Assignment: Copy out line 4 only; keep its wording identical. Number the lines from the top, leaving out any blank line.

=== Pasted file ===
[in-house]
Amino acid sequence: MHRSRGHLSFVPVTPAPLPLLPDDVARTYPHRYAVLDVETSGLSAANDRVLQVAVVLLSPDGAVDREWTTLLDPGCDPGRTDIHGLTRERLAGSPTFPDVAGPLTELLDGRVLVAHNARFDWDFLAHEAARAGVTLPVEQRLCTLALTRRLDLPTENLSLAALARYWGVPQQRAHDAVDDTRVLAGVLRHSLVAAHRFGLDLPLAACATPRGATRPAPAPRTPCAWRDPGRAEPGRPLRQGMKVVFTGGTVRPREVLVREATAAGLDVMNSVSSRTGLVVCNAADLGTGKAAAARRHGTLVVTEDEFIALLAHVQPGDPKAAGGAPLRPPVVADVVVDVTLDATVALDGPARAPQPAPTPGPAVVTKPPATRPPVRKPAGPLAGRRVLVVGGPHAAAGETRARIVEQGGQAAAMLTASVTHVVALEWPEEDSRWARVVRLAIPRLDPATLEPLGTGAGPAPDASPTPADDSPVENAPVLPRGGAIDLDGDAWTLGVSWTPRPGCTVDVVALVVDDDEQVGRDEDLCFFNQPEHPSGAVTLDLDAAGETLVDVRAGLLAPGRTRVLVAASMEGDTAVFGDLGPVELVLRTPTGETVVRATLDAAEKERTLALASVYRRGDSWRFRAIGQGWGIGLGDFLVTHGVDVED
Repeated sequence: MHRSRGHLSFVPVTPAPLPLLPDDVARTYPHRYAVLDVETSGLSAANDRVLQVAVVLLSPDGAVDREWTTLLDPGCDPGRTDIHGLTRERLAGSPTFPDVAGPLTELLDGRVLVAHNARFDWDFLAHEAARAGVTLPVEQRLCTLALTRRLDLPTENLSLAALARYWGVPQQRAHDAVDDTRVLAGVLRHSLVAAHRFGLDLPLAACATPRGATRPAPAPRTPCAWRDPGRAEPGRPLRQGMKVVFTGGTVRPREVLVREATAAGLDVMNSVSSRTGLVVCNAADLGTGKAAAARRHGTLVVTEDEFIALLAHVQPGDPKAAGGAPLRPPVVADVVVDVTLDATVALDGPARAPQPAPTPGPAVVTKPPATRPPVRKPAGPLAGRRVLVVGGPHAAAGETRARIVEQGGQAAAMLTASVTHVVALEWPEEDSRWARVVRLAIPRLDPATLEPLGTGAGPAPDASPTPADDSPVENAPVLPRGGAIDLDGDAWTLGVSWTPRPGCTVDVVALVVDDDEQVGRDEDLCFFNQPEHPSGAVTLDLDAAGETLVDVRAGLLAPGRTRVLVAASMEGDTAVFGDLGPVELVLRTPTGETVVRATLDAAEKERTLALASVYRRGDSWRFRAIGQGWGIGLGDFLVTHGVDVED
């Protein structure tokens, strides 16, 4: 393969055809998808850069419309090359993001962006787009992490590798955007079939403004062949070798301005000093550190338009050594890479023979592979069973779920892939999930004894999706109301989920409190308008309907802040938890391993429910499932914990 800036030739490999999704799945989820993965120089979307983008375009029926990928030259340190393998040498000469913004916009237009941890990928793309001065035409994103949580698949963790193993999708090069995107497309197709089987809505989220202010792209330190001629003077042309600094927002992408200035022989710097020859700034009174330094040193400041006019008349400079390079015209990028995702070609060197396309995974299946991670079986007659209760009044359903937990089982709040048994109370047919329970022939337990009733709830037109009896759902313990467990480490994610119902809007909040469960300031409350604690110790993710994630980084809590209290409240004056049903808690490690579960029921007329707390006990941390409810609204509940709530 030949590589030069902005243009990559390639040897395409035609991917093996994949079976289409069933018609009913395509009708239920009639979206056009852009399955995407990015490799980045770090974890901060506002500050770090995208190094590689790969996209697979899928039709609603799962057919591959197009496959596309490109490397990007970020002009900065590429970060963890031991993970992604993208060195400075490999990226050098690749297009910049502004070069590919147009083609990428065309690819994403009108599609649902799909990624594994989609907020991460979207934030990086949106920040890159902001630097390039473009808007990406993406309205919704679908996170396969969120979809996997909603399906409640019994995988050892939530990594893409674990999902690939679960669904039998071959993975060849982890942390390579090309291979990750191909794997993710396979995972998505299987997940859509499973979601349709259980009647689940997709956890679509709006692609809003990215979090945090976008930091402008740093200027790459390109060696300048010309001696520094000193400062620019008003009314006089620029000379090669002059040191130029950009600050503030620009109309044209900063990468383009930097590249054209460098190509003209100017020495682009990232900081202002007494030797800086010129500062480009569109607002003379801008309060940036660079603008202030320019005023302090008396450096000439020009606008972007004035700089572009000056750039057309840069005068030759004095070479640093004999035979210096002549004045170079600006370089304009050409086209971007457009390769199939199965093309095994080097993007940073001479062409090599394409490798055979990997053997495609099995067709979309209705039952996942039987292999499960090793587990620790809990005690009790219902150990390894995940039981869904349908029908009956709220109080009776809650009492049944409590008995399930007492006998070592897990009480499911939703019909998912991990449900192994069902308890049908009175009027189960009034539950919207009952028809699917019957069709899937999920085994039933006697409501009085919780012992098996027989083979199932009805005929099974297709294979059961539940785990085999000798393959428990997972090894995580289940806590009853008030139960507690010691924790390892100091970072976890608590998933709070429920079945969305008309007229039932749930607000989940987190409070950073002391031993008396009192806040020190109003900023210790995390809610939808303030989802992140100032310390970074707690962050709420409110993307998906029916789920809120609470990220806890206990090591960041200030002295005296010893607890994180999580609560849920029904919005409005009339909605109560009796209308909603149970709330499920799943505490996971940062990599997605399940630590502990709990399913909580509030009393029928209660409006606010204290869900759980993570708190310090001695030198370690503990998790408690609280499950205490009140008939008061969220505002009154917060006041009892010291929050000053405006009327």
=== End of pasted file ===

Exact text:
């Protein structure tokens, strides 16, 4: 393969055809998808850069419309090359993001962006787009992490590798955007079939403004062949070798301005000093550190338009050594890479023979592979069973779920892939999930004894999706109301989920409190308008309907802040938890391993429910499932914990 800036030739490999999704799945989820993965120089979307983008375009029926990928030259340190393998040498000469913004916009237009941890990928793309001065035409994103949580698949963790193993999708090069995107497309197709089987809505989220202010792209330190001629003077042309600094927002992408200035022989710097020859700034009174330094040193400041006019008349400079390079015209990028995702070609060197396309995974299946991670079986007659209760009044359903937990089982709040048994109370047919329970022939337990009733709830037109009896759902313990467990480490994610119902809007909040469960300031409350604690110790993710994630980084809590209290409240004056049903808690490690579960029921007329707390006990941390409810609204509940709530 030949590589030069902005243009990559390639040897395409035609991917093996994949079976289409069933018609009913395509009708239920009639979206056009852009399955995407990015490799980045770090974890901060506002500050770090995208190094590689790969996209697979899928039709609603799962057919591959197009496959596309490109490397990007970020002009900065590429970060963890031991993970992604993208060195400075490999990226050098690749297009910049502004070069590919147009083609990428065309690819994403009108599609649902799909990624594994989609907020991460979207934030990086949106920040890159902001630097390039473009808007990406993406309205919704679908996170396969969120979809996997909603399906409640019994995988050892939530990594893409674990999902690939679960669904039998071959993975060849982890942390390579090309291979990750191909794997993710396979995972998505299987997940859509499973979601349709259980009647689940997709956890679509709006692609809003990215979090945090976008930091402008740093200027790459390109060696300048010309001696520094000193400062620019008003009314006089620029000379090669002059040191130029950009600050503030620009109309044209900063990468383009930097590249054209460098190509003209100017020495682009990232900081202002007494030797800086010129500062480009569109607002003379801008309060940036660079603008202030320019005023302090008396450096000439020009606008972007004035700089572009000056750039057309840069005068030759004095070479640093004999035979210096002549004045170079600006370089304009050409086209971007457009390769199939199965093309095994080097993007940073001479062409090599394409490798055979990997053997495609099995067709979309209705039952996942039987292999499960090793587990620790809990005690009790219902150990390894995940039981869904349908029908009956709220109080009776809650009492049944409590008995399930007492006998070592897990009480499911939703019909998912991990449900192994069902308890049908009175009027189960009034539950919207009952028809699917019957069709899937999920085994039933006697409501009085919780012992098996027989083979199932009805005929099974297709294979059961539940785990085999000798393959428990997972090894995580289940806590009853008030139960507690010691924790390892100091970072976890608590998933709070429920079945969305008309007229039932749930607000989940987190409070950073002391031993008396009192806040020190109003900023210790995390809610939808303030989802992140100032310390970074707690962050709420409110993307998906029916789920809120609470990220806890206990090591960041200030002295005296010893607890994180999580609560849920029904919005409005009339909605109560009796209308909603149970709330499920799943505490996971940062990599997605399940630590502990709990399913909580509030009393029928209660409006606010204290869900759980993570708190310090001695030198370690503990998790408690609280499950205490009140008939008061969220505002009154917060006041009892010291929050000053405006009327």